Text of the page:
Praying in the Digital Space
When we think about designing a new church website or consider a church social media strategy, it’s easy to fall into a traditional model of “broadcast” thinking – what information do we as church want to share with our audience, both parishioners and potential newcomers? Information sharing and story-telling are certainly important. Yet the power of today’s digital and social media is that it doesn’t have to be a one-way conversation. Social media is inherently social – the power of today’s media is in its ability to facilitate two-way conversations. Not only can we share information and tell our stories, but we can use our digital platforms to engage in deep conversations. Social media gives us expanded ways to practice relational ministry.
Consider the ministry of prayer. Extending, enriching and sharing home prayer life is a role that church social media can encourage. Rather than thinking of prayer as something that only happens in a specific place or a specific time, we can help people see that they can pray anywhere and any time, using the digital devices that are always close at hand!
Here are some ways -
- Prayer prompts can be created and shared. Here’s an article from Building Faith showing how one congregation developed a “Prayer of the Week” practice, crafting specific written prayers, showcasing them in an attractive graphic design, and scheduling them for sharing on a weekly basis. This might be a great starting point for people who are uncertain of how to begin a regular home prayer practice.
- Social media can elicit prayer needs – formally and informally. Many people turn to social media in times of crisis to request prayer for themselves or others. We can intentionally include these pleas not only in a spur of the moment prayer but in other daily prayer practices. Also, we can consider the more mundane postings that occur every day – what are these posts about? Family concerns? Daily joys and sorrows? Glimpses of humor or beauty in day-to-day life? How might we reference these intentionally in our prayers rather than just responding online with a click or comment? Each post can invite us to relate more deeply to one another, and to include one another in prayer. Here’s an article from Vibrant Faith that explains how to make this an intentional practice.
- Social media can be a space for intentional prayer communities. Creating a Facebook group (which can be public or privately organized) allows the opportunity for a defined community to form in which people can ask for and receive prayer. Twitter offers the opportunity for a less defined community – prayer can be organized around a hashtag and/or a set time for a Twitter chat dedicated to giving and receiving prayer.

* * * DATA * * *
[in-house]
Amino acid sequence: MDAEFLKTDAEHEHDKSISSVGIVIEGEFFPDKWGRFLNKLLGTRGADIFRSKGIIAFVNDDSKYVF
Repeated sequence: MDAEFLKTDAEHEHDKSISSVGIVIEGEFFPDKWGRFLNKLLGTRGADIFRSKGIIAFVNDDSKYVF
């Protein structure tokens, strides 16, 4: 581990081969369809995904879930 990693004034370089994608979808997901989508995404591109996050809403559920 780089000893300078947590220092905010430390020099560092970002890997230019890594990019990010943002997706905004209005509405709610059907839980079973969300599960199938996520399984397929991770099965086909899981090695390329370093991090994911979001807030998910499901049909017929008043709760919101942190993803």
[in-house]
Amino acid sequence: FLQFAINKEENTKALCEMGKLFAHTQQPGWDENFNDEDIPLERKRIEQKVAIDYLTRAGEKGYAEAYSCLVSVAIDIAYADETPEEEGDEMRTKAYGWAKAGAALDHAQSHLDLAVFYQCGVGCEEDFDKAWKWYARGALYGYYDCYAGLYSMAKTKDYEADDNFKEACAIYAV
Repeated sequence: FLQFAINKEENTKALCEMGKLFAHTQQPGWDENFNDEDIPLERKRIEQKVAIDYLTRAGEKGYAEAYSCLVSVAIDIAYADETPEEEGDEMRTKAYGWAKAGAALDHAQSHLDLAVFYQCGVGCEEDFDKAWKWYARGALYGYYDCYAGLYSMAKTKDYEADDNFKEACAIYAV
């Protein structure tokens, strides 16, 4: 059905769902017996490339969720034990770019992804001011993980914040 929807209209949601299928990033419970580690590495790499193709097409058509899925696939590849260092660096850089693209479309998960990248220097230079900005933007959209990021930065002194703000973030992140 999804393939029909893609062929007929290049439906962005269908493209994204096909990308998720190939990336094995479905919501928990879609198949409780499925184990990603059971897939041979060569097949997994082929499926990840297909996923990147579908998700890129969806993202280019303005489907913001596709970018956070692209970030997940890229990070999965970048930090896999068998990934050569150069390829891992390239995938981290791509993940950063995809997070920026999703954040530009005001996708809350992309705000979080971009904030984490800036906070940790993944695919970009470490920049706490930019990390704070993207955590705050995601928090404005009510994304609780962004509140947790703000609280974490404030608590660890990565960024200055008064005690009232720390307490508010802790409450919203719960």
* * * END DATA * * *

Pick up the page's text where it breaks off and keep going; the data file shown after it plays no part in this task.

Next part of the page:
- Don’t forget – prayer need not only be written or spoken word! Today’s social media platforms are visually-oriented. Visual prayers can be invited and suggested, encouraging people to respond to words or themes. Canva is a great tool for creating attractive combinations of words and images; and Instagram is a social media platform best designed to share visual imagery. The Society of Saint John the Evangelist (SSJE) brilliantly creates visual prayer prompts and encourages others to create imagery. SSJE's Brother Give Us a Word initiative offers beautiful visual memes; and every year their #adventword initiative unites hundreds of thousands of people worldwide to share prayers identified by hashtag across Instagram, Twitter and Facebook.
When designing church websites and social media strategy, it’s easy to forget that we have the power to transform not just our communications ministries but our prayer ministries as well. With a little intentionality, we can use these tools to deeply enrich and enhance our own practices as well as the prayer lives of those we serve.
Our goal at Membership Vision is to help churches and other faith communities to tell their stories in the digital space. Each church, irrespective of size, has a living and active story to tell, and technology provides an opportunity to share that story in a way that is welcoming and engaging. Technology can also distract us and keep us from connecting with one another. It can be a burden to keep communications current, to engage in the many ways that members of your community connect with each other, both inside and outside of the church walls. We aim to remove technological hurdles and allow churches to communicate online in an effective and sustainable way. Contact us at firstname.lastname@example.org or call (805) 626-0143 to talk about the ways we can help your church build a digital presence.